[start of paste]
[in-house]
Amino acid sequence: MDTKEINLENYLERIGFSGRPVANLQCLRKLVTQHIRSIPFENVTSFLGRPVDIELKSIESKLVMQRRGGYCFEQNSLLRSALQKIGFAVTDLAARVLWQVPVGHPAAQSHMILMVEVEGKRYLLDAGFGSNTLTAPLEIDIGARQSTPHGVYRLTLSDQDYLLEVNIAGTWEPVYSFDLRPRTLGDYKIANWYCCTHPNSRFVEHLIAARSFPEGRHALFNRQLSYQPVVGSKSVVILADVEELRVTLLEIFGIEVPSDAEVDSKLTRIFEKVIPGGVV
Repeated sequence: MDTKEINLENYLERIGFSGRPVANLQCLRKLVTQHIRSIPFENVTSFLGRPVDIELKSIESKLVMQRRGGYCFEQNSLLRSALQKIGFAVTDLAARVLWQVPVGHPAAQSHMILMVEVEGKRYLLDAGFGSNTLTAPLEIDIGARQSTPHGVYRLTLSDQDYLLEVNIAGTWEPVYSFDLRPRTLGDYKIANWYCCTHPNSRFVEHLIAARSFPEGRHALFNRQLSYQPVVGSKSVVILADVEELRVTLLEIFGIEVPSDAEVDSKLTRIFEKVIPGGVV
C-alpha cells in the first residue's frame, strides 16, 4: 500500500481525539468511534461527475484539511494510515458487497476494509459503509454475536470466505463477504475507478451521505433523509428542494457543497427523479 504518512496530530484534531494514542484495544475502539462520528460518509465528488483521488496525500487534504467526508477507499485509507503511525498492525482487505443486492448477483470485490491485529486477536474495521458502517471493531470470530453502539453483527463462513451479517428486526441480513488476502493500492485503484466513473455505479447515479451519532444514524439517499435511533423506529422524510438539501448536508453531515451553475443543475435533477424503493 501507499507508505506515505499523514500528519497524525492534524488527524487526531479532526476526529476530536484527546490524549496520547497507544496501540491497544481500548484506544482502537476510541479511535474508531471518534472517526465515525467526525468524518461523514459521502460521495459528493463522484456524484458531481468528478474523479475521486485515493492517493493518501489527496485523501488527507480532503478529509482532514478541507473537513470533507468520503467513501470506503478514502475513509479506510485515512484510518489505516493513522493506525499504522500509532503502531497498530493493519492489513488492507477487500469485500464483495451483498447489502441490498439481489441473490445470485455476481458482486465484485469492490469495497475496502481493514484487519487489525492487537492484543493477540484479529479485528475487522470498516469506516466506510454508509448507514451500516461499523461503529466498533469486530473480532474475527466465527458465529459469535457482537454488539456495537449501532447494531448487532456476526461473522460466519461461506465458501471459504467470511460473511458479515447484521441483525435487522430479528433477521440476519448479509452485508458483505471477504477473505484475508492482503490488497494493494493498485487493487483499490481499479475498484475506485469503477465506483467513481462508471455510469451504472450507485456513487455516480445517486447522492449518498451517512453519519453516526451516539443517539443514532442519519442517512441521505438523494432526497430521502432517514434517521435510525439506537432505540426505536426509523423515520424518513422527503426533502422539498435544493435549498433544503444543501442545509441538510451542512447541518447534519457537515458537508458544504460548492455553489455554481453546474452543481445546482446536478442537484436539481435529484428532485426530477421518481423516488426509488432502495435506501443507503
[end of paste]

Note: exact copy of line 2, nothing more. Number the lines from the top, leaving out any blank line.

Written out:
Amino acid sequence: MDTKEINLENYLERIGFSGRPVANLQCLRKLVTQHIRSIPFENVTSFLGRPVDIELKSIESKLVMQRRGGYCFEQNSLLRSALQKIGFAVTDLAARVLWQVPVGHPAAQSHMILMVEVEGKRYLLDAGFGSNTLTAPLEIDIGARQSTPHGVYRLTLSDQDYLLEVNIAGTWEPVYSFDLRPRTLGDYKIANWYCCTHPNSRFVEHLIAARSFPEGRHALFNRQLSYQPVVGSKSVVILADVEELRVTLLEIFGIEVPSDAEVDSKLTRIFEKVIPGGVV